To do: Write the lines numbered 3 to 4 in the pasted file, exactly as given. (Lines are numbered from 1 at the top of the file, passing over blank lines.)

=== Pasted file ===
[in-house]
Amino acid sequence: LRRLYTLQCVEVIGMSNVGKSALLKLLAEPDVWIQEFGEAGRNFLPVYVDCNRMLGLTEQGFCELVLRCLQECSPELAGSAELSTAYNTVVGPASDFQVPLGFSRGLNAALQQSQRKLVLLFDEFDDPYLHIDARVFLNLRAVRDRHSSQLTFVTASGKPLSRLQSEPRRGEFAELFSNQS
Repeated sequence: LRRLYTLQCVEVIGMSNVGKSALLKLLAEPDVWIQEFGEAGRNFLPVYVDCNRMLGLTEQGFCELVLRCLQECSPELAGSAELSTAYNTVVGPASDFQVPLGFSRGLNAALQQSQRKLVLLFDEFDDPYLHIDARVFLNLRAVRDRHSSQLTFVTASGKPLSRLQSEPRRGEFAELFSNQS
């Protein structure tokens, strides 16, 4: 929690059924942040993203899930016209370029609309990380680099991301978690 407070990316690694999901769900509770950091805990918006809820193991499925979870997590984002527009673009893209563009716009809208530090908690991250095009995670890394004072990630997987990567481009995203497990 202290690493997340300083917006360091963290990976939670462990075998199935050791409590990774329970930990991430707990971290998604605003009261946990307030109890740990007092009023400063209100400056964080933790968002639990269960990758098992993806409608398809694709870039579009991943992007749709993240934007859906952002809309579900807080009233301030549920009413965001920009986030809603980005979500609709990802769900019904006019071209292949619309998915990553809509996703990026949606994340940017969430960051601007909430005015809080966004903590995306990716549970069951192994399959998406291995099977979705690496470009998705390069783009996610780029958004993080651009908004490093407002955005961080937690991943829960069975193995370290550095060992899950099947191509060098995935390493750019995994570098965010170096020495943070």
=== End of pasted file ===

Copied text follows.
Repeated sequence: LRRLYTLQCVEVIGMSNVGKSALLKLLAEPDVWIQEFGEAGRNFLPVYVDCNRMLGLTEQGFCELVLRCLQECSPELAGSAELSTAYNTVVGPASDFQVPLGFSRGLNAALQQSQRKLVLLFDEFDDPYLHIDARVFLNLRAVRDRHSSQLTFVTASGKPLSRLQSEPRRGEFAELFSNQS
């Protein structure tokens, strides 16, 4: 929690059924942040993203899930016209370029609309990380680099991301978690 407070990316690694999901769900509770950091805990918006809820193991499925979870997590984002527009673009893209563009716009809208530090908690991250095009995670890394004072990630997987990567481009995203497990 202290690493997340300083917006360091963290990976939670462990075998199935050791409590990774329970930990991430707990971290998604605003009261946990307030109890740990007092009023400063209100400056964080933790968002639990269960990758098992993806409608398809694709870039579009991943992007749709993240934007859906952002809309579900807080009233301030549920009413965001920009986030809603980005979500609709990802769900019904006019071209292949619309998915990553809509996703990026949606994340940017969430960051601007909430005015809080966004903590995306990716549970069951192994399959998406291995099977979705690496470009998705390069783009996610780029958004993080651009908004490093407002955005961080937690991943829960069975193995370290550095060992899950099947191509060098995935390493750019995994570098965010170096020495943070």